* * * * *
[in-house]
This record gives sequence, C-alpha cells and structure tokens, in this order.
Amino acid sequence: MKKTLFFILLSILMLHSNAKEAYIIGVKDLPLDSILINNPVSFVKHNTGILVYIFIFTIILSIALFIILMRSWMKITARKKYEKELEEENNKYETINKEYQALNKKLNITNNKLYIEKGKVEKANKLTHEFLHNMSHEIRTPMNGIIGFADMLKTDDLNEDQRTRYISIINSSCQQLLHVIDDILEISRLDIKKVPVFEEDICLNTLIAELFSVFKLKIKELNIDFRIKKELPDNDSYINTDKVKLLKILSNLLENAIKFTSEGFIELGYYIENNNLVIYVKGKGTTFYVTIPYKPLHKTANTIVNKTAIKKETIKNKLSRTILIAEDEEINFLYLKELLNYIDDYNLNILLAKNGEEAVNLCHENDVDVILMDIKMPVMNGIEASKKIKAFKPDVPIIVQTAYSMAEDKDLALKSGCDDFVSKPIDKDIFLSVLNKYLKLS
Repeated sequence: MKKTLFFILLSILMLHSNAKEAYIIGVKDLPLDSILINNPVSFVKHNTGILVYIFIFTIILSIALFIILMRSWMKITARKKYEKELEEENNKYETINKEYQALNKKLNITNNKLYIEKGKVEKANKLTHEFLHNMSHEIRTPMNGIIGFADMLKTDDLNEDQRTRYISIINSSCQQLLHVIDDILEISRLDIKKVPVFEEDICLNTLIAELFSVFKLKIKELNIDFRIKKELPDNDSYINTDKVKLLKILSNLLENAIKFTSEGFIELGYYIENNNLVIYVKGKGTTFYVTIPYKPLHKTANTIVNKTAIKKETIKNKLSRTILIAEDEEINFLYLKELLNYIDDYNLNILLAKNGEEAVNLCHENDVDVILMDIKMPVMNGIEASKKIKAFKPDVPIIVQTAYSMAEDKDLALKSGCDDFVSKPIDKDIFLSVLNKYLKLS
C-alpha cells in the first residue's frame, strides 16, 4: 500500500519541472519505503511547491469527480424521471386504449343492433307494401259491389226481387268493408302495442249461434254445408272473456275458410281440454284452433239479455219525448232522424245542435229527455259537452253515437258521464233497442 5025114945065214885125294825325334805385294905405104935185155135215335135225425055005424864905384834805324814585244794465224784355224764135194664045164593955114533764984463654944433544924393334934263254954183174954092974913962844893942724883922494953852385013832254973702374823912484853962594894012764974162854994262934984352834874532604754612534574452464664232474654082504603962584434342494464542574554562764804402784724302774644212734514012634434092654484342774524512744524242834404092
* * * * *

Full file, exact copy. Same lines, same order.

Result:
[in-house]
This record gives sequence, C-alpha cells and structure tokens, in this order.
Amino acid sequence: MKKTLFFILLSILMLHSNAKEAYIIGVKDLPLDSILINNPVSFVKHNTGILVYIFIFTIILSIALFIILMRSWMKITARKKYEKELEEENNKYETINKEYQALNKKLNITNNKLYIEKGKVEKANKLTHEFLHNMSHEIRTPMNGIIGFADMLKTDDLNEDQRTRYISIINSSCQQLLHVIDDILEISRLDIKKVPVFEEDICLNTLIAELFSVFKLKIKELNIDFRIKKELPDNDSYINTDKVKLLKILSNLLENAIKFTSEGFIELGYYIENNNLVIYVKGKGTTFYVTIPYKPLHKTANTIVNKTAIKKETIKNKLSRTILIAEDEEINFLYLKELLNYIDDYNLNILLAKNGEEAVNLCHENDVDVILMDIKMPVMNGIEASKKIKAFKPDVPIIVQTAYSMAEDKDLALKSGCDDFVSKPIDKDIFLSVLNKYLKLS
Repeated sequence: MKKTLFFILLSILMLHSNAKEAYIIGVKDLPLDSILINNPVSFVKHNTGILVYIFIFTIILSIALFIILMRSWMKITARKKYEKELEEENNKYETINKEYQALNKKLNITNNKLYIEKGKVEKANKLTHEFLHNMSHEIRTPMNGIIGFADMLKTDDLNEDQRTRYISIINSSCQQLLHVIDDILEISRLDIKKVPVFEEDICLNTLIAELFSVFKLKIKELNIDFRIKKELPDNDSYINTDKVKLLKILSNLLENAIKFTSEGFIELGYYIENNNLVIYVKGKGTTFYVTIPYKPLHKTANTIVNKTAIKKETIKNKLSRTILIAEDEEINFLYLKELLNYIDDYNLNILLAKNGEEAVNLCHENDVDVILMDIKMPVMNGIEASKKIKAFKPDVPIIVQTAYSMAEDKDLALKSGCDDFVSKPIDKDIFLSVLNKYLKLS
C-alpha cells in the first residue's frame, strides 16, 4: 500500500519541472519505503511547491469527480424521471386504449343492433307494401259491389226481387268493408302495442249461434254445408272473456275458410281440454284452433239479455219525448232522424245542435229527455259537452253515437258521464233497442 5025114945065214885125294825325334805385294905405104935185155135215335135225425055005424864905384834805324814585244794465224784355224764135194664045164593955114533764984463654944433544924393334934263254954183174954092974913962844893942724883922494953852385013832254973702374823912484853962594894012764974162854994262934984352834874532604754612534574452464664232474654082504603962584434342494464542574554562764804402784724302774644212734514012634434092654484342774524512744524242834404092